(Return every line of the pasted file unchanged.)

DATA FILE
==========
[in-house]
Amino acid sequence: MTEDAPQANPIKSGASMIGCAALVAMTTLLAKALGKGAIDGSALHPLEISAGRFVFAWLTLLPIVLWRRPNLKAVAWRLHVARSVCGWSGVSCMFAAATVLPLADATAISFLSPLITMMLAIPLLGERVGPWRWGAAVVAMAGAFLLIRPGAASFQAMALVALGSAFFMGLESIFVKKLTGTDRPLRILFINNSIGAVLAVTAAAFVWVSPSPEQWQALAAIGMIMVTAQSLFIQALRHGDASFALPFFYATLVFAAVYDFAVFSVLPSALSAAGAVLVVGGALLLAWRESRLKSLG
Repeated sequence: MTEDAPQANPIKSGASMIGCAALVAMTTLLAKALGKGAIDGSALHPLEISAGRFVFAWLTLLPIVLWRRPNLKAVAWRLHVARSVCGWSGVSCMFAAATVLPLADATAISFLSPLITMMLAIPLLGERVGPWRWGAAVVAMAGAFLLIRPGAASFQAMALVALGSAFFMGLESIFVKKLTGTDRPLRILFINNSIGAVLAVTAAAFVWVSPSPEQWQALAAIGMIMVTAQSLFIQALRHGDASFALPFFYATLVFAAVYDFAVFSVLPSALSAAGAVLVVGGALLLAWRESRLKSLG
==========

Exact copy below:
[in-house]
Amino acid sequence: MTEDAPQANPIKSGASMIGCAALVAMTTLLAKALGKGAIDGSALHPLEISAGRFVFAWLTLLPIVLWRRPNLKAVAWRLHVARSVCGWSGVSCMFAAATVLPLADATAISFLSPLITMMLAIPLLGERVGPWRWGAAVVAMAGAFLLIRPGAASFQAMALVALGSAFFMGLESIFVKKLTGTDRPLRILFINNSIGAVLAVTAAAFVWVSPSPEQWQALAAIGMIMVTAQSLFIQALRHGDASFALPFFYATLVFAAVYDFAVFSVLPSALSAAGAVLVVGGALLLAWRESRLKSLG
Repeated sequence: MTEDAPQANPIKSGASMIGCAALVAMTTLLAKALGKGAIDGSALHPLEISAGRFVFAWLTLLPIVLWRRPNLKAVAWRLHVARSVCGWSGVSCMFAAATVLPLADATAISFLSPLITMMLAIPLLGERVGPWRWGAAVVAMAGAFLLIRPGAASFQAMALVALGSAFFMGLESIFVKKLTGTDRPLRILFINNSIGAVLAVTAAAFVWVSPSPEQWQALAAIGMIMVTAQSLFIQALRHGDASFALPFFYATLVFAAVYDFAVFSVLPSALSAAGAVLVVGGALLLAWRESRLKSLG